Tamara Datsko associate Professor of Pathology, sectional course and forensic medicine. The EPITHELIAL tumors.
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The appearance of tumors may be associated with various exogenous and endogenous factors, physical and chemical factors, carcinogens, and viruses, and inherited genetic disorders.
This means disordered development, as observed in histological sections.
The changes consist of increased mitosis, the production of abnormal cells in varying numbers and a tendency to disorder in their arrangement (cellular atypia). Some cases of dysplasia progress to malignancy.
The diagram illustrates changes which are common in the uterine cervix
Tumours may be classified in two ways: (1) clinical and (2) histological origin.
The tumour is classified according to its morbid anatomy and behaviour. Two main groups are recognised — benign (simple) and malignant.
Although tumours may arise from any tissue in the body, they can be conveniently accommodated in six groups.
Mesodermic connective tissues including muscle, bone and cartilage
Blood and lymph vessels
Cells originating from developmental abnormalities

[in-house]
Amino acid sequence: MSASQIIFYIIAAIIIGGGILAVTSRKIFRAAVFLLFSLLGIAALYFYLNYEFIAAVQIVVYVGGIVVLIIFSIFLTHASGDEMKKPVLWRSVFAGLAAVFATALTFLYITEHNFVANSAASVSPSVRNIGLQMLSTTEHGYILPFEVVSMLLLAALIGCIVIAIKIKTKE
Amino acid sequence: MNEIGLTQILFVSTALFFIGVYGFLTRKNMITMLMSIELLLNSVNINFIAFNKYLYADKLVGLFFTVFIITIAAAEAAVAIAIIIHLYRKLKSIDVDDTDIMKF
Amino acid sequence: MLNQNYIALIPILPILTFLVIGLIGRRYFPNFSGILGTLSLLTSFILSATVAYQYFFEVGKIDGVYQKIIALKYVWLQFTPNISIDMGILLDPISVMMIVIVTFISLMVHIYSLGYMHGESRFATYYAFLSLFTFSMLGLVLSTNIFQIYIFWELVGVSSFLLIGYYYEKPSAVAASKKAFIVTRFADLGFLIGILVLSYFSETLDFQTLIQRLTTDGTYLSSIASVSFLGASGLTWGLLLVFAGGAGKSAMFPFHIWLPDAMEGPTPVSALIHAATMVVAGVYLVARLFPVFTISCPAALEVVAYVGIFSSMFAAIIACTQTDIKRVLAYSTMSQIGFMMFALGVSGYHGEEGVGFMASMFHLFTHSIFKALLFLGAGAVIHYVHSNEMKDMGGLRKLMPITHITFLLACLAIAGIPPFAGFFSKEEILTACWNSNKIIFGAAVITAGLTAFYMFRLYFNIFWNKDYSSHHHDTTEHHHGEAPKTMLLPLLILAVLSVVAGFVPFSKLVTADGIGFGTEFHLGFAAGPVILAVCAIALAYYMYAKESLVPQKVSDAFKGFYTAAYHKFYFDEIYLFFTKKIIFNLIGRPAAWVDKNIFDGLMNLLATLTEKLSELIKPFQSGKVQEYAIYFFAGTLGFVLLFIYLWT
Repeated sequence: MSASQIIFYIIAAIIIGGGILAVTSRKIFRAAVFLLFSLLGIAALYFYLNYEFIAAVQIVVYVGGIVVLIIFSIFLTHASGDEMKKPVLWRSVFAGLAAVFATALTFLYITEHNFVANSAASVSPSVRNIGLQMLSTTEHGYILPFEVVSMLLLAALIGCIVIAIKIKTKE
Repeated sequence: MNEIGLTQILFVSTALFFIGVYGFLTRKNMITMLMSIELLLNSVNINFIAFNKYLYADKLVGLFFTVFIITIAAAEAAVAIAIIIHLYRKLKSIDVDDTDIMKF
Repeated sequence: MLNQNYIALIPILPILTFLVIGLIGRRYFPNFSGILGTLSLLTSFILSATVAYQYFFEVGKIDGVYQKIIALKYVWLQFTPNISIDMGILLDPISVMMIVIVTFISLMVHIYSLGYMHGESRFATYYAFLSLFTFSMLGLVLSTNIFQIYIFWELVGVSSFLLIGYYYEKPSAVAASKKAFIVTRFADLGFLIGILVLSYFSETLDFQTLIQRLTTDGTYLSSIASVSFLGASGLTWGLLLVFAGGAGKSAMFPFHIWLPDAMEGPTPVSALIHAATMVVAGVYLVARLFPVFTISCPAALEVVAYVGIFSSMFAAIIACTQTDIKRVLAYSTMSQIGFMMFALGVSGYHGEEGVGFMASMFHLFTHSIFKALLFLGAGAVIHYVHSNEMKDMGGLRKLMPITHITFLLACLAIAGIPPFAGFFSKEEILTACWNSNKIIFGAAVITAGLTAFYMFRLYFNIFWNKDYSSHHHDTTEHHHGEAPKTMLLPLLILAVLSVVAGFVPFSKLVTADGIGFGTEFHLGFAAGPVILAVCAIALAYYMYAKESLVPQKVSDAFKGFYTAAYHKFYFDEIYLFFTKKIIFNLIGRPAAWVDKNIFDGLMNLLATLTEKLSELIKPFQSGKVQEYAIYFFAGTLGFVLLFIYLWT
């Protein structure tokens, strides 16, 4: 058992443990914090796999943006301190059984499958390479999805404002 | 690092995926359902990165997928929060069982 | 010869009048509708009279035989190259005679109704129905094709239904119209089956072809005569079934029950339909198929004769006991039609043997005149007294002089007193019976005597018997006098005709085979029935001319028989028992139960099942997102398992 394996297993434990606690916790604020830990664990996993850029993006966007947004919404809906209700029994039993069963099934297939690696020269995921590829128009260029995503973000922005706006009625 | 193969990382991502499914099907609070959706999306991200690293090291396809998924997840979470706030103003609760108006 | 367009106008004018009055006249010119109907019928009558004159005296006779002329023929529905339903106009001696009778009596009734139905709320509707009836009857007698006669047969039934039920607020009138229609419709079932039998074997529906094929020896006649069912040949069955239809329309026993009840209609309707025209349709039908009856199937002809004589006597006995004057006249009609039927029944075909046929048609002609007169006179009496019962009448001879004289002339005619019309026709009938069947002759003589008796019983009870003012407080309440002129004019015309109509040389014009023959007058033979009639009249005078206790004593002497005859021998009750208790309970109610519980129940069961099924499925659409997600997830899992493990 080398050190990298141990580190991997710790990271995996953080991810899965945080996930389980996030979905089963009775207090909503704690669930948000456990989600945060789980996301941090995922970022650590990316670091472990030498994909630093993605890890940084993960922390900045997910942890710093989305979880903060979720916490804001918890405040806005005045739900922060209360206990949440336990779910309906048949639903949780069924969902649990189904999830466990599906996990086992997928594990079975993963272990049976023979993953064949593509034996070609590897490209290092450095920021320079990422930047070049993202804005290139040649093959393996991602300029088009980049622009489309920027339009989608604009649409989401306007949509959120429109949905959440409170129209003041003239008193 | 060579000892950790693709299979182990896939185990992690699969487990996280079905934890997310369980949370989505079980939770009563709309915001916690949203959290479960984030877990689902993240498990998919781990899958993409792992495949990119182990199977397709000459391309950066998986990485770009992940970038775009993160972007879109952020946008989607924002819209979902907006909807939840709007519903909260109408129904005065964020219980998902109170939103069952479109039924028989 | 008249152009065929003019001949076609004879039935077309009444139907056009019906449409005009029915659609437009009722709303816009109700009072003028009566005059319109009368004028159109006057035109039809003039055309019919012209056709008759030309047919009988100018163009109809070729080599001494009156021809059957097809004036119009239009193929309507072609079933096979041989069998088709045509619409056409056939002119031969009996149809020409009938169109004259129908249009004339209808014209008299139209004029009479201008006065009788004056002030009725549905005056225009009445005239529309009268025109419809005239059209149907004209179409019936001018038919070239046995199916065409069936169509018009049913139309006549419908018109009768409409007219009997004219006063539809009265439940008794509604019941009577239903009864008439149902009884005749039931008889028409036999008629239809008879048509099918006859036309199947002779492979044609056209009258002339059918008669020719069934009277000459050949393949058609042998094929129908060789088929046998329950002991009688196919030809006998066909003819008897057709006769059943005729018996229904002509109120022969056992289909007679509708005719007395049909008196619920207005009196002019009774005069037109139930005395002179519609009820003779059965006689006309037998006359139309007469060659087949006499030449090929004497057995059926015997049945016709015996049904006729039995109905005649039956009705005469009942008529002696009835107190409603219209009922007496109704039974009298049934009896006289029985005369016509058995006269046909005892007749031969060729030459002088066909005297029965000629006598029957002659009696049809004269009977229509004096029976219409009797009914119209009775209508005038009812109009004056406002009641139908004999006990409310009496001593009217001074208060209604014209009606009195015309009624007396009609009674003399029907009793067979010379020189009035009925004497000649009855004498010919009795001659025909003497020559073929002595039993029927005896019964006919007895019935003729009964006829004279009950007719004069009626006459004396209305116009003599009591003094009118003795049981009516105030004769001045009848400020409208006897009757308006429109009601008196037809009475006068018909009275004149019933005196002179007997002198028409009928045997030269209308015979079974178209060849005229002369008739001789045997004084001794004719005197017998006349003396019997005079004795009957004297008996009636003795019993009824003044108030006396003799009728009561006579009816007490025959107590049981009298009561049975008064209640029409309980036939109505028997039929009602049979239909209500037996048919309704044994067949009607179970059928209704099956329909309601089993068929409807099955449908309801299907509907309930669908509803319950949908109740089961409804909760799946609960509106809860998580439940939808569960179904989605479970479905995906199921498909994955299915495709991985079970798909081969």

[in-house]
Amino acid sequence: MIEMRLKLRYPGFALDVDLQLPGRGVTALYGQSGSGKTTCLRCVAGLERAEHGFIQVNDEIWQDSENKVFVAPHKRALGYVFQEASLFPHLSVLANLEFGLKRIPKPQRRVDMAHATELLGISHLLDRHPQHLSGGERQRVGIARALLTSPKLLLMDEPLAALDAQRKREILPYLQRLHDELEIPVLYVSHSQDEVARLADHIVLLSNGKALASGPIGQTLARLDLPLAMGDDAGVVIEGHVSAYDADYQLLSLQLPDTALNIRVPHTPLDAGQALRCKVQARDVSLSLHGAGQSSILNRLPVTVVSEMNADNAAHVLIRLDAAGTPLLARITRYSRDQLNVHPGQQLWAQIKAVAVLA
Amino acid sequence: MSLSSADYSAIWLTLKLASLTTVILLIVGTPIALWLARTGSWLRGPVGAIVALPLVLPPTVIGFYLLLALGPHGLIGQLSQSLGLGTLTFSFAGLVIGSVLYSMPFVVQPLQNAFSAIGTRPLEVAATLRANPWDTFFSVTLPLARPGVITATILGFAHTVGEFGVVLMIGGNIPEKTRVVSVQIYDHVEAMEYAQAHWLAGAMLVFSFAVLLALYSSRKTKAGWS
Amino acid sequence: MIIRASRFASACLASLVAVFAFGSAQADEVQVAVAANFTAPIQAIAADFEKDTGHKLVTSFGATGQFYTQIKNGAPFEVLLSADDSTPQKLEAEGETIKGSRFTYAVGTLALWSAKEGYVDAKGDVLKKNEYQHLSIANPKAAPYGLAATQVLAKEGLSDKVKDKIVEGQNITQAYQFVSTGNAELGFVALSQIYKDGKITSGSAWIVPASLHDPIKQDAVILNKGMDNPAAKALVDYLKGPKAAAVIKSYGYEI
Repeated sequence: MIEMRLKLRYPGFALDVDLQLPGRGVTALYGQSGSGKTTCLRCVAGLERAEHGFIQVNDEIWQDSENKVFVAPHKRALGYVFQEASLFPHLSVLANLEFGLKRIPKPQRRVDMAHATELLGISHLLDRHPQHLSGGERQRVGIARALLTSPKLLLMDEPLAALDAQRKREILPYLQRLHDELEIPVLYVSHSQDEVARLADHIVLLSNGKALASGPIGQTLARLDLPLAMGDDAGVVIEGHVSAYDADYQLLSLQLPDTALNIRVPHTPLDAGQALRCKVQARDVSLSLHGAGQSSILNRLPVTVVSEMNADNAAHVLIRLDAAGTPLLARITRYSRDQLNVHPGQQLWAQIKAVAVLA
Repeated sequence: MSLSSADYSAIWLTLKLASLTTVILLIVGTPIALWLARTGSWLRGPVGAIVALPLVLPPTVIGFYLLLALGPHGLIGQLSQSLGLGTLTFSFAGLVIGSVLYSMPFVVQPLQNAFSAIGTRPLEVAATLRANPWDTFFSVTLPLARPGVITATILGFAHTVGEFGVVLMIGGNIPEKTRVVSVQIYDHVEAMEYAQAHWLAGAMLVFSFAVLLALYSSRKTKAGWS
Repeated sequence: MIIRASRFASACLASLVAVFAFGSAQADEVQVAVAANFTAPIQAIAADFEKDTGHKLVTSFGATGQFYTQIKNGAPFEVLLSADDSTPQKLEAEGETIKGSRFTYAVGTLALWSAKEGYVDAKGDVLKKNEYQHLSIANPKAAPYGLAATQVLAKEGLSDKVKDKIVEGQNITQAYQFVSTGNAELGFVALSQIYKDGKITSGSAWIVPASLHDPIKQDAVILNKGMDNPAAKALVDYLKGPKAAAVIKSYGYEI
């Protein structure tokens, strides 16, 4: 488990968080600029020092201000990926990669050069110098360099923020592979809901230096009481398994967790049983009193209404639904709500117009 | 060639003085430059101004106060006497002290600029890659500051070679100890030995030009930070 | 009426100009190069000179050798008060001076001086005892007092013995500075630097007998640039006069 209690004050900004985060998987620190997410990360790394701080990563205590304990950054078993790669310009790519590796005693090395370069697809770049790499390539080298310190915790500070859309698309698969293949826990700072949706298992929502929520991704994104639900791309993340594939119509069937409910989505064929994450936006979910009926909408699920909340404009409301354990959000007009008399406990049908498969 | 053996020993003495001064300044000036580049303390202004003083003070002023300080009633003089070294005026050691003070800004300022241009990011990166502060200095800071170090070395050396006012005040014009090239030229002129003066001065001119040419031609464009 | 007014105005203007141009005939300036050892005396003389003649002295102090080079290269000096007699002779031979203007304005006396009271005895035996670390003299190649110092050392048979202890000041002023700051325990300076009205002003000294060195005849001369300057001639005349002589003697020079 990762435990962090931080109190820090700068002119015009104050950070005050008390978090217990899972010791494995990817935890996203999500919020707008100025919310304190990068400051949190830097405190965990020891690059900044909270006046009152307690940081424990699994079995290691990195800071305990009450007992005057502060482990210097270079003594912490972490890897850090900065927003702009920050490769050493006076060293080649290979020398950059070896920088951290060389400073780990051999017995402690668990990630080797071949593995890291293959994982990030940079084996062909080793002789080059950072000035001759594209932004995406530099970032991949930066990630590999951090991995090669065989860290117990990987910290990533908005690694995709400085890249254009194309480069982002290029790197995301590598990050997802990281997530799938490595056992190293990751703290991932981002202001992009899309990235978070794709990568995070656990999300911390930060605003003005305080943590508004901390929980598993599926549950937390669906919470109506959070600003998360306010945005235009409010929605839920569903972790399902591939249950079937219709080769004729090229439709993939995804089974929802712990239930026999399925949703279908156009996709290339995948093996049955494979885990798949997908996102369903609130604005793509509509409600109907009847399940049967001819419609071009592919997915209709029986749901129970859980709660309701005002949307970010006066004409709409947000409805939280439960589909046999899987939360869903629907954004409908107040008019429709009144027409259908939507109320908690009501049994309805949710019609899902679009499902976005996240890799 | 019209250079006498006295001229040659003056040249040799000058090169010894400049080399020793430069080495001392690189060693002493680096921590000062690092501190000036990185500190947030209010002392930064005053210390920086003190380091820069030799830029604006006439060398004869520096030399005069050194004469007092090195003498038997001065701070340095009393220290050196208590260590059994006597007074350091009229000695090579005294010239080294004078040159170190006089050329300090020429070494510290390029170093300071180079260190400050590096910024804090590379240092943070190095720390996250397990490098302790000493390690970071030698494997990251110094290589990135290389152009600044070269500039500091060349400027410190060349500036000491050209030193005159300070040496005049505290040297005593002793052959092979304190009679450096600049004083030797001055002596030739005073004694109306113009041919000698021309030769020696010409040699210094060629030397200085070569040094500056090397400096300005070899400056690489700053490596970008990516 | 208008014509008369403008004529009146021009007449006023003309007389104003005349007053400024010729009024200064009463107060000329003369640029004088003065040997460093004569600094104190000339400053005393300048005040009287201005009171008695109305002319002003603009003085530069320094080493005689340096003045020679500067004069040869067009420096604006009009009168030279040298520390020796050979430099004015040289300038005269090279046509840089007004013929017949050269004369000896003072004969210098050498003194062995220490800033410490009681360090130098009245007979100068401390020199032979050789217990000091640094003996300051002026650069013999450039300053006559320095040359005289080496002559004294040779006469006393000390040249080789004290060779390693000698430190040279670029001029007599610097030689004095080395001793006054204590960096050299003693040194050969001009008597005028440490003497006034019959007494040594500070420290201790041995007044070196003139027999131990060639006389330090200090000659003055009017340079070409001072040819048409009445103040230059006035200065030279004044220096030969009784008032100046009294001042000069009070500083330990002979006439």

In practice, tumours most often take origin from tissues which normally have a rapid turnover of cells and are active in repair — epithelia of skin and mucous membranes, breast and female reproductive organs, connective tissue, bone and haemopoietic cellsHISTOLOGICAL ORIGIN
(1) Differentiatedand (2) Undifferentiated.
The degree of differentiation roughly corresponds to the character of the neoplasm. Cells of simple tumours arc well differentiated; those of malignant tumours tend to remain undifferentiated, and the more primitive the cells the greater the malignancy
Lack of differentiation is often termed anaplasia, and anaplastic tumours are highly malignant. There is a spectrum of change in neoplasms from the very slowly growing, highly differentiated simple types to the rapidly growing, undifferentiated malignant examples
Again the proliferation of epithelium of a gland causes the formation of tubules which ramify and become increasingly compound. The original communication with the parent gland duct or acinus tends to become lost
In the case of a hollow viscus, such as the intestine or gall bladder, the adenomatous proliferation, instead of growing down into the subjacent connective tissue, is usually pushed upwards into the lumen of the viscus. — The growth therefore combines the features of a papilloma and an adenoma. The term adenomatous polyp is often applied in such a case.Simple epithelial tumours